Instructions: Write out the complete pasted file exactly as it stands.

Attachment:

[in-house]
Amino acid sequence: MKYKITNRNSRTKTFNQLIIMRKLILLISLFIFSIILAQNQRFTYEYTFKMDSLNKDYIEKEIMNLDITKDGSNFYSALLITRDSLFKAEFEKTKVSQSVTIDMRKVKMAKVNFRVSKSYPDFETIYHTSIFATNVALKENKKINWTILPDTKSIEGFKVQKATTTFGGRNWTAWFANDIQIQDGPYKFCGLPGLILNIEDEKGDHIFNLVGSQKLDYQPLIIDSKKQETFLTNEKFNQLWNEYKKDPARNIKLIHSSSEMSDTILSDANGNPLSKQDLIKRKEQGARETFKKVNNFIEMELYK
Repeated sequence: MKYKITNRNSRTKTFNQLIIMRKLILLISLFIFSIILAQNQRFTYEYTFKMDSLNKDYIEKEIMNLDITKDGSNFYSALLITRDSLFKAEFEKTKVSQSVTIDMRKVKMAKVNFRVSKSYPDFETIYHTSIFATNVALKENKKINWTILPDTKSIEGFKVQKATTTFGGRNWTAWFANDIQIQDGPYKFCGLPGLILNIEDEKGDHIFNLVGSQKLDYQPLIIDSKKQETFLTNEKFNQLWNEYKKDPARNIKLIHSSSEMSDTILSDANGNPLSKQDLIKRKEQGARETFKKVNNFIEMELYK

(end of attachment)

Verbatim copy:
[in-house]
Amino acid sequence: MKYKITNRNSRTKTFNQLIIMRKLILLISLFIFSIILAQNQRFTYEYTFKMDSLNKDYIEKEIMNLDITKDGSNFYSALLITRDSLFKAEFEKTKVSQSVTIDMRKVKMAKVNFRVSKSYPDFETIYHTSIFATNVALKENKKINWTILPDTKSIEGFKVQKATTTFGGRNWTAWFANDIQIQDGPYKFCGLPGLILNIEDEKGDHIFNLVGSQKLDYQPLIIDSKKQETFLTNEKFNQLWNEYKKDPARNIKLIHSSSEMSDTILSDANGNPLSKQDLIKRKEQGARETFKKVNNFIEMELYK
Repeated sequence: MKYKITNRNSRTKTFNQLIIMRKLILLISLFIFSIILAQNQRFTYEYTFKMDSLNKDYIEKEIMNLDITKDGSNFYSALLITRDSLFKAEFEKTKVSQSVTIDMRKVKMAKVNFRVSKSYPDFETIYHTSIFATNVALKENKKINWTILPDTKSIEGFKVQKATTTFGGRNWTAWFANDIQIQDGPYKFCGLPGLILNIEDEKGDHIFNLVGSQKLDYQPLIIDSKKQETFLTNEKFNQLWNEYKKDPARNIKLIHSSSEMSDTILSDANGNPLSKQDLIKRKEQGARETFKKVNNFIEMELYK